OU near deal to buy Presbyterian Health Foundation Research Park
The deal, which could close in six to eight months, would provide more space for expansion of the University of Oklahoma Health Sciences Center while allowing the Presbyterian Health Foundation to replenish its endowment for health-related grants.
The University of Oklahoma is planning to buy the Presbyterian Health Foundation's 700,000-square-foot research park just east of downtown Oklahoma City, officials with both organizations said Friday.
Carl Edwards, Presbyterian Health Foundation board chairman, said the deal likely would close in six to eight months. The amount of the proposed deal was not disclosed.
“We have a real estate contract executed,” Edwards said. “They still have some due diligence that they are going to do.”
A sale would provide OU room to expand its research facilities. The research park, just west of the OU Health Sciences Center along N Lincoln Boulevard between NE 8 and NE 4, includes modern biomedical research lab space and offices supported by modern communications and infrastructure systems.
OU President David Boren, in a statement issued by the university, said the school and the foundation have a long history of working together to advance health care.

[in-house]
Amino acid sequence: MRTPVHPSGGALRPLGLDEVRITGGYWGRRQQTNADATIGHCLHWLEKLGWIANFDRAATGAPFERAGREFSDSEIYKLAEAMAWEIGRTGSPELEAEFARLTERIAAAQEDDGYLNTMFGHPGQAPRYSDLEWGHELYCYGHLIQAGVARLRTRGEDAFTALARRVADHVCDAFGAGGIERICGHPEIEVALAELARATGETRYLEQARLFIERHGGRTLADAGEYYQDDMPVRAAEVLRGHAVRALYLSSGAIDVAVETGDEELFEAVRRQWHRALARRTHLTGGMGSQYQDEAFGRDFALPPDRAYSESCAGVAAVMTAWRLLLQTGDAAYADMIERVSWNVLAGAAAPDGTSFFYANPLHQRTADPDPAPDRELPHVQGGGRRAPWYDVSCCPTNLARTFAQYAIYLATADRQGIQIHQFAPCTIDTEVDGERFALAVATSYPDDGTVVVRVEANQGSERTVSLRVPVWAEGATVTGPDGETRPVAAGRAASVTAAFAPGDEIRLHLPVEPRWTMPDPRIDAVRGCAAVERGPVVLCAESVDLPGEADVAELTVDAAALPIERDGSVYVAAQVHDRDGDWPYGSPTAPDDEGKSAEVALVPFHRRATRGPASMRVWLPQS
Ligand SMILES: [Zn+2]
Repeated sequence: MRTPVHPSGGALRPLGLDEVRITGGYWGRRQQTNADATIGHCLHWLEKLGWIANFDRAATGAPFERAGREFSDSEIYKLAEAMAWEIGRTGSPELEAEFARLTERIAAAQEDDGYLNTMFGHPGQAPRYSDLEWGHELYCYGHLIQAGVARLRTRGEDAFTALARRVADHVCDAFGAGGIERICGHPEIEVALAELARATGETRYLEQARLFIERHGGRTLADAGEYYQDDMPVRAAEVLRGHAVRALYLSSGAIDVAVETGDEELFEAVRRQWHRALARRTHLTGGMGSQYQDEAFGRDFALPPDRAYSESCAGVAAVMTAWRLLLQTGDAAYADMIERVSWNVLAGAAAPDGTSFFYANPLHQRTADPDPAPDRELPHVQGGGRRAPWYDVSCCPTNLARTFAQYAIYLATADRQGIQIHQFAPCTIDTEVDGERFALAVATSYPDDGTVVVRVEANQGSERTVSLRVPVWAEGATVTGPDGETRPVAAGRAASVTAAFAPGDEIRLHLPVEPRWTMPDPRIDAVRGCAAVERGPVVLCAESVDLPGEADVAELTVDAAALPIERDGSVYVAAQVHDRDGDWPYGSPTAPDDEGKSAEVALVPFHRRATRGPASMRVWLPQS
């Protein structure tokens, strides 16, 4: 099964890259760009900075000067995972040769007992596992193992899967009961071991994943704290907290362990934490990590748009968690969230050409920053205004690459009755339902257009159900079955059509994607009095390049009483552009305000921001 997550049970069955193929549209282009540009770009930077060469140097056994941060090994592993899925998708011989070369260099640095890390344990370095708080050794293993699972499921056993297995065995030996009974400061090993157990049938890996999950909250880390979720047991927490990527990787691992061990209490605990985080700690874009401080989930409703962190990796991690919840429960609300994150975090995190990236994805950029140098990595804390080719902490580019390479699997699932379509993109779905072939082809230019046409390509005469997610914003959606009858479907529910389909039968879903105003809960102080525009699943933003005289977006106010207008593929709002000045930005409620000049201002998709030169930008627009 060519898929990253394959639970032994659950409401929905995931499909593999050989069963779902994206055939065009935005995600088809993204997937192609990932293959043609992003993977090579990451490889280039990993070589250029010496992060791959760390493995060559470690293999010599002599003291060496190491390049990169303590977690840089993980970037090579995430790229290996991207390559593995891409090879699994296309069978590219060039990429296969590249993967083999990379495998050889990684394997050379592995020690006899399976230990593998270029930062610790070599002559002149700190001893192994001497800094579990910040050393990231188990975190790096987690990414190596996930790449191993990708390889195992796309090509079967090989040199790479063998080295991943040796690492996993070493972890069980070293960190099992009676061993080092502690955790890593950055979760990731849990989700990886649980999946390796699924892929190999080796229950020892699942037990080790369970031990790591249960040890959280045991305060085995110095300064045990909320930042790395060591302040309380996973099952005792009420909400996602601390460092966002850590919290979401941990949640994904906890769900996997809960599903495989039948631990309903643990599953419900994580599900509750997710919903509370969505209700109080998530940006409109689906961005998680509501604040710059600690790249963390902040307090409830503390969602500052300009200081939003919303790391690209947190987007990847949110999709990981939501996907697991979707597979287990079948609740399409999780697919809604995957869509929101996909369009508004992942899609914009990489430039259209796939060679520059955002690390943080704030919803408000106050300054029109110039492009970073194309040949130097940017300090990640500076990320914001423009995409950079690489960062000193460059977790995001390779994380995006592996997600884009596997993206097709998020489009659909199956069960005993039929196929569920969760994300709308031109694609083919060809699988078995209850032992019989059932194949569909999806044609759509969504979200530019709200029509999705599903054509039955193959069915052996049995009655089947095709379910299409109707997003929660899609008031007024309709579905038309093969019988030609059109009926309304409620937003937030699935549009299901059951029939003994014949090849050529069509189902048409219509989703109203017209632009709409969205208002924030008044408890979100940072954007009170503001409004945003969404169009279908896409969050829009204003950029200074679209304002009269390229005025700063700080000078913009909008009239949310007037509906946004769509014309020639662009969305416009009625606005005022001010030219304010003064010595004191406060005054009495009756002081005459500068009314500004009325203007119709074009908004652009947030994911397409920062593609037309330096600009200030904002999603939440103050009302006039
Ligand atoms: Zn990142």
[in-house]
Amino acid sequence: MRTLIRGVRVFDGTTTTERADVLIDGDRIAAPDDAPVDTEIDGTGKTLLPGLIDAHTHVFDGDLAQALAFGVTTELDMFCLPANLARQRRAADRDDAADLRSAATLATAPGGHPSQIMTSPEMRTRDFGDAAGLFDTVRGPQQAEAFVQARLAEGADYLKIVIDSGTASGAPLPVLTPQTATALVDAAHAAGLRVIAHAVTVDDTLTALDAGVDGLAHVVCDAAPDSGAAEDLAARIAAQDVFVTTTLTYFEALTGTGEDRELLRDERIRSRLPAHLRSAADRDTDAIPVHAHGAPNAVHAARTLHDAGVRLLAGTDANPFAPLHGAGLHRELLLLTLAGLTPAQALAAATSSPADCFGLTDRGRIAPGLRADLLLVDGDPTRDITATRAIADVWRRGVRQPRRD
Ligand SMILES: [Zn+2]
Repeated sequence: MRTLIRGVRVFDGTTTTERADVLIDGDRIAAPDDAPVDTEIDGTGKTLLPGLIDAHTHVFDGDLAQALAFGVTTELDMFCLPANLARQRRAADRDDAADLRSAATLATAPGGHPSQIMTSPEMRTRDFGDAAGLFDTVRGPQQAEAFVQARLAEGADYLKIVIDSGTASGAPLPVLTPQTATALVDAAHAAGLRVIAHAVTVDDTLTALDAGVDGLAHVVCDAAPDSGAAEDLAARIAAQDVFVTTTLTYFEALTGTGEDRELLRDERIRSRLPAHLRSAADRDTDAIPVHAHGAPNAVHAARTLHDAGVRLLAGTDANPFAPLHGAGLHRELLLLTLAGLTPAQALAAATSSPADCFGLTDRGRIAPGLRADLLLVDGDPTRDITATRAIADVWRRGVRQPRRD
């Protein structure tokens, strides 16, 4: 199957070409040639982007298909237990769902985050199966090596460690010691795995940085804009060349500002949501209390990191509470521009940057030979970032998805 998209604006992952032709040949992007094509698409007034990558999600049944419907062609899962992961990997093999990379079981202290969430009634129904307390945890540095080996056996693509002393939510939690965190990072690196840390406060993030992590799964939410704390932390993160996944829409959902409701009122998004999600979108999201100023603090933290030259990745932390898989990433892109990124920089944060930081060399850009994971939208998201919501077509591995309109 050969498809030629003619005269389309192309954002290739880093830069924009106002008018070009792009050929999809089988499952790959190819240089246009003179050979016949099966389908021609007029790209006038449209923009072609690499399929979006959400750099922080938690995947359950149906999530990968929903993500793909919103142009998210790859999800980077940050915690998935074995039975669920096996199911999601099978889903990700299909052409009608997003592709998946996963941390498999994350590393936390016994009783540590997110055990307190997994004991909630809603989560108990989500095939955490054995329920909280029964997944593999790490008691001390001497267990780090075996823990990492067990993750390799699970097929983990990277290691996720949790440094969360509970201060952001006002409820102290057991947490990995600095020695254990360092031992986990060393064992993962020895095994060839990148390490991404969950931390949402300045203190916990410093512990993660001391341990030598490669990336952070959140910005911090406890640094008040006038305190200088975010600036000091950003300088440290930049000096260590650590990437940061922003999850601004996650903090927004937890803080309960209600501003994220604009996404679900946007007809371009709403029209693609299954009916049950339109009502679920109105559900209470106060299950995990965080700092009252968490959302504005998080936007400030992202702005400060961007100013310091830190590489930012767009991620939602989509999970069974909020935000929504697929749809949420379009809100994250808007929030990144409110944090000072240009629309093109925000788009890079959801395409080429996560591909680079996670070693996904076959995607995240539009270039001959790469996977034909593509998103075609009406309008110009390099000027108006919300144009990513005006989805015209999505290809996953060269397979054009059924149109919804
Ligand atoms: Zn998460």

“The OU Health Sciences Center will use the solid foundation established at the research park as a springboard to further biomedical research, encourage commercialization of equipment and technologies, and grow jobs in Oklahoma while advancing health care,” Boren said in a statement.
“The research park will continue to be one of Oklahoma's major engines for economic growth and resource for learning, discovery and innovation in today's knowledge-based, technologically driven, global society.”
Edwards said selling the research park will allow the foundation to regain its ability to issue grants, something it has been unable to do for the past few years because of costs associated with the research park and endowment losses sustained in the 2008 stock market plunge. The foundation has awarded about $100 million in grants to health-related organizations, he said, but none in the past several years.
The research park's revenues generally have exceeded the foundation's costs, Edwards said, but the foundation also subsidizes rent for some bioscience startup companies that lease space in the research park, which is debt-free. The park is roughly 90 percent occupied, Edwards said.